Temps in Minneapolis will start around 60F in the morning and will warm into the mid/upper 60s by the afternoon. Skies will generally be dry with a few more peeks of sun later in the day. Easterly winds will be around 10mph to 15mph
Extended Temperature Outlook For Minneapolis
The 5 day temperature outlook for Minneapolis shows high temps topping out in the upper 60s and lower 70s through Thursday, which will be pretty close to average for this time of the year. The end of the week and weekend will feature highs in the upper 70s to lower 80s, which will be nearly +10F to +15F above average for the end of September.
Somewhat Humid Once Again
The max dewpoint forecast for Minneapolis over the next few days shows readings generally hovering in the low/mid 60s, which will feel a little humid for some.
Extended Weather Outlook For Minneapolis
The 7 day extended outlook shows improving weather through the rest of the week. Wednesday will still feature lingering clouds, but the sun returns for the 2nd half of the week along with warmer temps. Highs will warm into the lower 80s this weekend with a chance of isolated showers.
A Slight Temperature Bump Next Week
According to NOAA's National Blend of Models, temperatures will be a little closer to average through Thursday. As we approach next weekend, temperatures will warm into the upper 70s to near 80F, which will be nearly +10F to +15F above average for the end of September and early October. We could have a few days in the low/mid 80s through early next week before falling back to near normal temps once again by the first full weekend of October.
Weather conditions will slowly improve across the Midwest over the next few days with sunnier and drier skies expected during the 2nd half of the week. A storm system developing in the northwestern part of the nation could send a few more showers our way by the weekend.
8 to 14 Day Temperature Outlook
According to NOAA's Climate Prediction Center, the 8 to 14 day temperature outlook shows Warmer than average temperatures across much of the eastern two-thirds of the nation. Meanwhile, the western US will be cooler than average.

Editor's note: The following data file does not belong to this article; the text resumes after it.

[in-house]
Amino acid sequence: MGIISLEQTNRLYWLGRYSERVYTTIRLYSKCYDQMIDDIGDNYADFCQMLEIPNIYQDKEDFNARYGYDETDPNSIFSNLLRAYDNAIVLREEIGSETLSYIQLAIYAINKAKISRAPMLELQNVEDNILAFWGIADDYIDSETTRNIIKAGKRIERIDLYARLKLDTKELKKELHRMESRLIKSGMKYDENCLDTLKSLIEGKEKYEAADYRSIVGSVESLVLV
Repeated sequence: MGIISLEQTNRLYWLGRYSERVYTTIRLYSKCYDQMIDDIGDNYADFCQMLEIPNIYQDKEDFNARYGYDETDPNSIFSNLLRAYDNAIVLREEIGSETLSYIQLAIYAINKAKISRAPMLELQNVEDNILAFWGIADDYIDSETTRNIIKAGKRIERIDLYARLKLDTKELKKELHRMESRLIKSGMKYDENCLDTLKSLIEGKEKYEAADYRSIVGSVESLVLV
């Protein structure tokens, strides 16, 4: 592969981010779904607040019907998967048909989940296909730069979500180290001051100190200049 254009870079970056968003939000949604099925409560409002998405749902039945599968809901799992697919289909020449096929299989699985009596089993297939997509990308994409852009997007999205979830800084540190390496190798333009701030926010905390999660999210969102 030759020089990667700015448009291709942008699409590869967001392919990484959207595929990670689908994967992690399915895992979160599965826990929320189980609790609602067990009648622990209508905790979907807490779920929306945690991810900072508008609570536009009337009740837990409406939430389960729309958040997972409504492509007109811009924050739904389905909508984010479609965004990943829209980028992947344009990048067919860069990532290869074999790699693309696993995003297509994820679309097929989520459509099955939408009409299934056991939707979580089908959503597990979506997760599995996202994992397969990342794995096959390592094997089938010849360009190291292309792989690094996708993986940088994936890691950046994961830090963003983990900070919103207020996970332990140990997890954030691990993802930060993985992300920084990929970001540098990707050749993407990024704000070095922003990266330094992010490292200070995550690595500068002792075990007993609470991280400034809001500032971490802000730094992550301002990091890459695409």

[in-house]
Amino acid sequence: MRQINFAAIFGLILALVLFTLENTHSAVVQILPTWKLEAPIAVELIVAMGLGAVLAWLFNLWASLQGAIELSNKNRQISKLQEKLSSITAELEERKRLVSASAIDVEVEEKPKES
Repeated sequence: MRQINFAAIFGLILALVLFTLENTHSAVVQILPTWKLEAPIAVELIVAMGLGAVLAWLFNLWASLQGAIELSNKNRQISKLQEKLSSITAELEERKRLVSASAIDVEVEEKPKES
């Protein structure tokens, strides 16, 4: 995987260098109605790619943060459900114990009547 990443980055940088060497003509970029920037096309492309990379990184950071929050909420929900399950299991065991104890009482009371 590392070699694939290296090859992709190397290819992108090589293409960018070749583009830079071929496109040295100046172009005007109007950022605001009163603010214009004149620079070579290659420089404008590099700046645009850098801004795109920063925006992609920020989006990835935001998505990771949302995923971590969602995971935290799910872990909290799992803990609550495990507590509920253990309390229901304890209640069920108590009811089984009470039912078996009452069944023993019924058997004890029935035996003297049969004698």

8 to 14 Day Precipitation Outlook
According to NOAA's Climate Prediction Center, more active weather will develop across parts of the western half of the nation and could possibly spill into parts of the Central US, including the Midwest.
I Hope You Didn't Pack Away Your Shorts?
By Paul Douglas
Is it ever too warm to rake leaves? Asking for a friend. It still appears October 2023 will at least start out as "Aug-tober", with a streak of daytime highs in the 80s. Wow. Every day I can walk around in shorts and scare the neighbors is a good day.
Last year our weather was influenced by La Nina, a cool phase of the Pacific. Our first flurries (in case anyone asks) came October 13, with a dusting of snow on October 16. It will snow this winter (take it to the bank) but now we're feeling the effects of an El Nino phase of warm water in the Pacific. I expect a few 70s deep into October with 60s in early November. Pond hockey season may come extra-late this year.
Clouds linger today but sunshine increases late in the week with a warm front that would feel right at home in early August. Models hint at 80-degree-plus readings from Saturday into Tuesday. A few thunderstorms may drift into the area Saturday, but no monsoon rain events are in sight.
MSP has picked up a whopping 3.55" rain since Saturday.
WEDNESDAY: Cloudy and cool. Winds: E 8-13. High 70.
WEDNESDAY NIGHT: Mostly cloudy Winds: ESE 5-10. Low: 58.
THURSDAY: More clouds than sunshine. Winds: SE 8-13. High 73.
FRIDAY: Plenty of sun, heating up. Winds: SE 15-25. Wake-up: 60. High 80.
SATURDAY: Warm sun, stray T-storm. Winds: SE 15-25. Wake-up: 64. High 83.
SUNDAY: Hello "Aug-tober"! Warm sunshine. Winds: S 10-20. Wake-up: 64. High: 86.
MONDAY: Generous sunshine. Too nice to work. Winds: S 10-15. Wake-up: 67. High: 85.
TUESDAY: Partly sunny, late T-storm? Winds: S 10-20. Wake-up: 69. High: 82.
This Day in Weather History
1942: Minneapolis has a high temperature of only 40 degrees.
1898: A heat wave produces highs of 91 degrees at Beardsley and 90 at Moorhead.
Average High/Low for Minneapolis
Average High: 68F (Record: 88F set in 1987)
Average Low: 49F (Record: 29F set in 1942 & 1991)
Record Rainfall: 0.54" set in 1947
Record Snowfall: Trace set in 1951
Sunrise/Sunset Times for Minneapolis
Hours of Daylight: ~11 hours & 55 minutes
Daylight LOST since yesterday: 3 Minutes & 6 Seconds